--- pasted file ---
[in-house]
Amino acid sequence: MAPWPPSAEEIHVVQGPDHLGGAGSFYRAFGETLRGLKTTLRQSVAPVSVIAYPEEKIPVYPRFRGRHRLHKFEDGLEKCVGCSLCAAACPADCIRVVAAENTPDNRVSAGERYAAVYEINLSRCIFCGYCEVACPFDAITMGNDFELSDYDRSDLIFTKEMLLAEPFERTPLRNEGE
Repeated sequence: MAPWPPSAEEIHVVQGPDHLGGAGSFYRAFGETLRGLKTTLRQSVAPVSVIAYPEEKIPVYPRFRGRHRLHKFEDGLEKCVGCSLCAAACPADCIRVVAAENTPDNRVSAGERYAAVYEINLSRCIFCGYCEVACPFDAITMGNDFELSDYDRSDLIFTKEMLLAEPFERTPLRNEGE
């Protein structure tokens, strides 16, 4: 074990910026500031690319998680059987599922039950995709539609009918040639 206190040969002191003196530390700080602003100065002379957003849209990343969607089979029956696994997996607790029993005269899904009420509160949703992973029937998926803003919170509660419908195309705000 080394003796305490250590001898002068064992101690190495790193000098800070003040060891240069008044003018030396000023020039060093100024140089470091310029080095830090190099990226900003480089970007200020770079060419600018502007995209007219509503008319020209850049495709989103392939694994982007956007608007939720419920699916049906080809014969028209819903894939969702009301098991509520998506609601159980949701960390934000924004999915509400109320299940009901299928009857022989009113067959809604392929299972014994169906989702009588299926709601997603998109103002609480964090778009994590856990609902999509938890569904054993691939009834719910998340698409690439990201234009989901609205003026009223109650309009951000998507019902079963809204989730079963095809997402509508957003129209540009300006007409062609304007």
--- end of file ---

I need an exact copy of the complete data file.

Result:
[in-house]
Amino acid sequence: MAPWPPSAEEIHVVQGPDHLGGAGSFYRAFGETLRGLKTTLRQSVAPVSVIAYPEEKIPVYPRFRGRHRLHKFEDGLEKCVGCSLCAAACPADCIRVVAAENTPDNRVSAGERYAAVYEINLSRCIFCGYCEVACPFDAITMGNDFELSDYDRSDLIFTKEMLLAEPFERTPLRNEGE
Repeated sequence: MAPWPPSAEEIHVVQGPDHLGGAGSFYRAFGETLRGLKTTLRQSVAPVSVIAYPEEKIPVYPRFRGRHRLHKFEDGLEKCVGCSLCAAACPADCIRVVAAENTPDNRVSAGERYAAVYEINLSRCIFCGYCEVACPFDAITMGNDFELSDYDRSDLIFTKEMLLAEPFERTPLRNEGE
């Protein structure tokens, strides 16, 4: 074990910026500031690319998680059987599922039950995709539609009918040639 206190040969002191003196530390700080602003100065002379957003849209990343969607089979029956696994997996607790029993005269899904009420509160949703992973029937998926803003919170509660419908195309705000 080394003796305490250590001898002068064992101690190495790193000098800070003040060891240069008044003018030396000023020039060093100024140089470091310029080095830090190099990226900003480089970007200020770079060419600018502007995209007219509503008319020209850049495709989103392939694994982007956007608007939720419920699916049906080809014969028209819903894939969702009301098991509520998506609601159980949701960390934000924004999915509400109320299940009901299928009857022989009113067959809604392929299972014994169906989702009588299926709601997603998109103002609480964090778009994590856990609902999509938890569904054993691939009834719910998340698409690439990201234009989901609205003026009223109650309009951000998507019902079963809204989730079963095809997402509508957003129209540009300006007409062609304007």